Surprise! In Super Mario RPG, the villainous Koopa Bowser has abducted Princess Peach, and it’s up to Mario to save her. If that sounds a little too familiar, Nintendo thought the same: unlike most Mario games, Bowser’s bounced off a chandelier and sent packing in the first five minutes. After that, the plumber is made party leader for a sprawling role-playing game (RPG) that’s closer to the likes of Final Fantasy than his usual run-jump shenanigans.
Bowser and Mario’s long-running feud is put on ice with the arrival of the Smithy Gang, a band of cosmic outlaws who have taken over Bowser’s Keep. They’ve also destroyed the Star Road, where the universe’s wishes are granted, which means it’s up to Mario to gather a party of (mostly) heroes to gather star pieces, patch things up, and give Smithy Gang the bouncy brown boot.
Along the way, Super Mario RPG is split between beating baddies in turn-based combat, and roaming the world of Mushroom Kingdom. The setting is usually background fodder for other Mario games, but this time it’s there for exploring. Its lively characters make RPG hilarious for all ages, whether it’s the wise Frog Sage relying on safety wire and an (almost) out-of-frame Lakitu to hover before Mario, or meta commentary poking fun at role-playing game tropes.
The rest of Super Mario RPG is just as funny, particularly with Mario’s odd bunch of companions. Two highlights are fluffy friend Mallow, who’s out to find his real parents and prove he’s not a crybaby, and Bowser – who’s not thrilled at his latest partnership with Mario, but sees it as the only way of getting his castle back from the Smithy Gang. Throw in possessed doll Gino and damsel-no-more Princess Peach, and RPG‘s heroes are a joy.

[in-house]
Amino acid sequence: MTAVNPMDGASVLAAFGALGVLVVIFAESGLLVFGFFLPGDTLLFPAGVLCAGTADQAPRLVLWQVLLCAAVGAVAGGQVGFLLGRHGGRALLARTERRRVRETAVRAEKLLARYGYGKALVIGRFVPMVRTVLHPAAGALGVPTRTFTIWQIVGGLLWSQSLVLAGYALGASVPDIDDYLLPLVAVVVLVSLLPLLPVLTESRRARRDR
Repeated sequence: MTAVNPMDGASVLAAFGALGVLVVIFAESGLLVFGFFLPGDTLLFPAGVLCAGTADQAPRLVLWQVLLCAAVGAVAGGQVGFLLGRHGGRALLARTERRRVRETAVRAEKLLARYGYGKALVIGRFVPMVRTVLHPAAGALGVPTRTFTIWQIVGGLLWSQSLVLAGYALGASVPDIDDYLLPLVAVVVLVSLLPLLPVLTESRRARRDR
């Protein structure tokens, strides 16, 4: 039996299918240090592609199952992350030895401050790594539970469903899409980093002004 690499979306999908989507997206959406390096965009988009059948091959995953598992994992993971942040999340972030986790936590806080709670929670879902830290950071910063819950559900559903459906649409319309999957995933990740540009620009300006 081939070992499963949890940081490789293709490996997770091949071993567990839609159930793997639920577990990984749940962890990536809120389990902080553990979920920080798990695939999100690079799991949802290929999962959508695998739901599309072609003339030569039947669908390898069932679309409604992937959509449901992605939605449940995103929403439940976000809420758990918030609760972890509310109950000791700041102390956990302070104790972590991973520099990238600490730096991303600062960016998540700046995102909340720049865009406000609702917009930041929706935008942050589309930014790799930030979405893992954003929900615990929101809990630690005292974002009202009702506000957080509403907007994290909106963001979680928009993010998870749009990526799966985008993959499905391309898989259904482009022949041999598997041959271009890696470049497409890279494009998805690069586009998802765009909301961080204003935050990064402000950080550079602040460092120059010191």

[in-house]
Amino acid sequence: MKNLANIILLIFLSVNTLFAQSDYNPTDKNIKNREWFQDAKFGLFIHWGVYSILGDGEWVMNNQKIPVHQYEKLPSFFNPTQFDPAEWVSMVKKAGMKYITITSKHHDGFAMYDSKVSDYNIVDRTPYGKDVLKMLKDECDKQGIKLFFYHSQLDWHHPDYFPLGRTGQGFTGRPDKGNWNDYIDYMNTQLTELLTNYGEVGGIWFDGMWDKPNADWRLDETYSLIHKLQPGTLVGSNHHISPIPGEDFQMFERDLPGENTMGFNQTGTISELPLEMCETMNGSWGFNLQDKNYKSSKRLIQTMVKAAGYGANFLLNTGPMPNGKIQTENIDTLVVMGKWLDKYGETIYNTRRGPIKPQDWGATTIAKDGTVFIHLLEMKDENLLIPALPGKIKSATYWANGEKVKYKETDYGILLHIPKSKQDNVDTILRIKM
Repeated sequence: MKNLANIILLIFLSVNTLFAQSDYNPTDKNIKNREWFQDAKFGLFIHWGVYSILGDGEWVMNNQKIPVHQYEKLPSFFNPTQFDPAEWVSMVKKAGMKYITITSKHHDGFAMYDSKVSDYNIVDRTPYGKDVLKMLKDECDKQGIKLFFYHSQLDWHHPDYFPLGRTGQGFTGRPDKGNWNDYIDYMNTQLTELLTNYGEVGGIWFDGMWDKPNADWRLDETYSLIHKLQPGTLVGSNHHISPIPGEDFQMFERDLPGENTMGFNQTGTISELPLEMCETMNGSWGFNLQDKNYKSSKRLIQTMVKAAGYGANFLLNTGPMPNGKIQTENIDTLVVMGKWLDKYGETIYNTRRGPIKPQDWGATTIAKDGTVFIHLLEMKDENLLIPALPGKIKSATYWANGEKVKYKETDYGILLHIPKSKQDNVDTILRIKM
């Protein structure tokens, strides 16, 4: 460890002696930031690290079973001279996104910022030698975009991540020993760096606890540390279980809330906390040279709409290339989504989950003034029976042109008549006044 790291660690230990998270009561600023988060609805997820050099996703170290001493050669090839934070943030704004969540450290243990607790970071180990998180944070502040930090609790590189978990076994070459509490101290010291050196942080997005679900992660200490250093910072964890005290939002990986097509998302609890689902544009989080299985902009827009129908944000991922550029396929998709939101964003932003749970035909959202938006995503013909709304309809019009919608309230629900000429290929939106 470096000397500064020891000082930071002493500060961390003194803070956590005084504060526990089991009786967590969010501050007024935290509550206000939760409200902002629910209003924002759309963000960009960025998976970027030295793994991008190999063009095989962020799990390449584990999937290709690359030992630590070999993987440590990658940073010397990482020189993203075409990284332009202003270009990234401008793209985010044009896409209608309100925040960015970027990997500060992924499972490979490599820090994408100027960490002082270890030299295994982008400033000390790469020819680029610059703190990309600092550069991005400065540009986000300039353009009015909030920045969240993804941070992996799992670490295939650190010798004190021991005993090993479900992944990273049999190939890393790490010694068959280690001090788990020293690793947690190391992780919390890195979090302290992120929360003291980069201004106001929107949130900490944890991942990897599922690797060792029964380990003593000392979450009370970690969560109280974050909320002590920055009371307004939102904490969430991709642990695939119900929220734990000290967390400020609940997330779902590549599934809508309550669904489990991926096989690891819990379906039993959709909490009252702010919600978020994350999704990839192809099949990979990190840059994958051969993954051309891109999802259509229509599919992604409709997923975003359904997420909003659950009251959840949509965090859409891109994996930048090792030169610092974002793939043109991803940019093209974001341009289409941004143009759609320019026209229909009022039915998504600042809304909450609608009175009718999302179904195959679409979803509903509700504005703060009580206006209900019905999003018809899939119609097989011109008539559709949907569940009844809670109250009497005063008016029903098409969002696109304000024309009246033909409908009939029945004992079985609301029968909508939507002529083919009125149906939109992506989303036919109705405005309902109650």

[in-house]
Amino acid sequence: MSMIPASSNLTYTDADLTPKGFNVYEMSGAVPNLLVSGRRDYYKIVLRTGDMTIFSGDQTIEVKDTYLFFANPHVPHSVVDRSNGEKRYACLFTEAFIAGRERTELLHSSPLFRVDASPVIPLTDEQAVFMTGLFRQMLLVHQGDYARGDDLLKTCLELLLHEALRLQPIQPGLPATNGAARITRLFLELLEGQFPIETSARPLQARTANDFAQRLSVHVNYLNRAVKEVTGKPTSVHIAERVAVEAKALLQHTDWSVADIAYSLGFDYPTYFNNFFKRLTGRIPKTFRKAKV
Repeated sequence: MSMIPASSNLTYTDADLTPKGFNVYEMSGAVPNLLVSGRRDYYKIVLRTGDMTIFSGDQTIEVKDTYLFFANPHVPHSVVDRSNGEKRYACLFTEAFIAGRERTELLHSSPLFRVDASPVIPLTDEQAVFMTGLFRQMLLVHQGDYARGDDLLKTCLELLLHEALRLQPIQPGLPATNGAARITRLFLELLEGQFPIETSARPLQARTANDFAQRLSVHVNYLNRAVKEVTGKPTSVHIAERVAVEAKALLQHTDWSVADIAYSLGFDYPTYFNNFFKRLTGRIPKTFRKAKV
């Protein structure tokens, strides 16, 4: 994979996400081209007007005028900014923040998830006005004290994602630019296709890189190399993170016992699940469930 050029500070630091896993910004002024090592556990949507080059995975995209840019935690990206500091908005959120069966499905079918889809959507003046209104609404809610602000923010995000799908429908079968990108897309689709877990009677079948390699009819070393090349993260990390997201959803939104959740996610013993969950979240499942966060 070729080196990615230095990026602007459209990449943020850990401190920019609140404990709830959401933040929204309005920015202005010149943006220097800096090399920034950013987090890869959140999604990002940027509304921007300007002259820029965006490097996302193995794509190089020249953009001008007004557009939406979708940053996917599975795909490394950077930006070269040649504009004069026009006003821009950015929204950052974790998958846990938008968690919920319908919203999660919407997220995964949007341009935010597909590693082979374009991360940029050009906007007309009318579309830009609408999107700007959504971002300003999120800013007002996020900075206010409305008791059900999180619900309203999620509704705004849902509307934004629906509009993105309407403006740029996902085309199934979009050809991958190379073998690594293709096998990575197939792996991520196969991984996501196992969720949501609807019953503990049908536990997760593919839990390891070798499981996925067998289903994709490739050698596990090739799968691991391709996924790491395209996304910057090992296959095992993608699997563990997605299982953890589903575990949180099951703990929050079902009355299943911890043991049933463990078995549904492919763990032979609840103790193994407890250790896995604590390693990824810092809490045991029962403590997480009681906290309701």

As for combat, Super Mario RPG is a remake of the ’90s game by Square – the Final Fantasy developer now known as Square Enix – and although everything has been given a fresh lick of paint for the Nintendo Switch, not too much has changed mechanically.
Battles are turn-based, and you can field up to three members of your party – though they can be switched out for the other backbenchers without losing a turn. Besides basic attacks, everyone has their own special moves to use. Mallow has devastating lightning-based spells, while Peach can keep the party’s health topped up. Mario and Gino are brilliant all-rounders, while Bowser excels at… well, bashing things. If you’ve played a turn-based combat game before, this is all par for the course.
Yet Super Mario RPG mixes things up by integrating a real-time aspect to each fight. Pressing a button just before an incoming hit lets you deflect all but a few moves, while the damage of your own attacks can be amplified massively if you react to a prompt in time. That being said, many of these prompts require lightning-fast reflexes, some bordering on frustrating, and the system as a whole might not necessarily click with anyone looking for a slower-paced strategy.
In fact, the best parts of combat are the party’s group attacks, which are incredibly powerful and don’t need any button-mashing to pull off. These moves weren’t in the original Super Mario RPG, and their accompanying cutscenes are a brilliant spotlight for the remake’s vibrant graphical overhaul. Mario surfing along Rainbow Road, or Bowser cackling as a cannon emerges from the painted grin of his clown car, are the flashiest parts of RPG, while the forests and towns of Mushroom Kingdom are beautifully re-imagined.
However, this remake takes few risks with its source material, and at times Super Mario RPG shows its age as an older title. Certain boss fights can have awkward gimmicks that make defeating them a chore, while exploring Mushroom Kingdom is limited to small areas broken up into stages.
Yet for returning fans of the original game there’s plenty of nostalgia and much-needed touch-ups to be found, and while fresh-faced players may find RPG a little unimaginative at times, this is the absolute best way to play a gem from the annals of Mario history.
Super Mario RPG launches on November 17 for Nintendo Switch.
Thanks to a gorgeous makeover and timeless characters, Super Mario RPG proves itself well worth revisiting. Though die-hard RPG fans may find this offering a little limited in scope, its blend of turn-based and real-time combat remain unique – and if you want to see Bowser hurl Mario like a weapon, you’ve come to the right place.
- Witty writing keeps Mario’s journey laugh-out-loud funny
- Mushroom Kingdom looks fantastic
- A short, snappy story makes a nice change from many RPG timesinks
- Real-time combat elements can be frustratingly challenging
- Fairly tame in the face of modern party-based games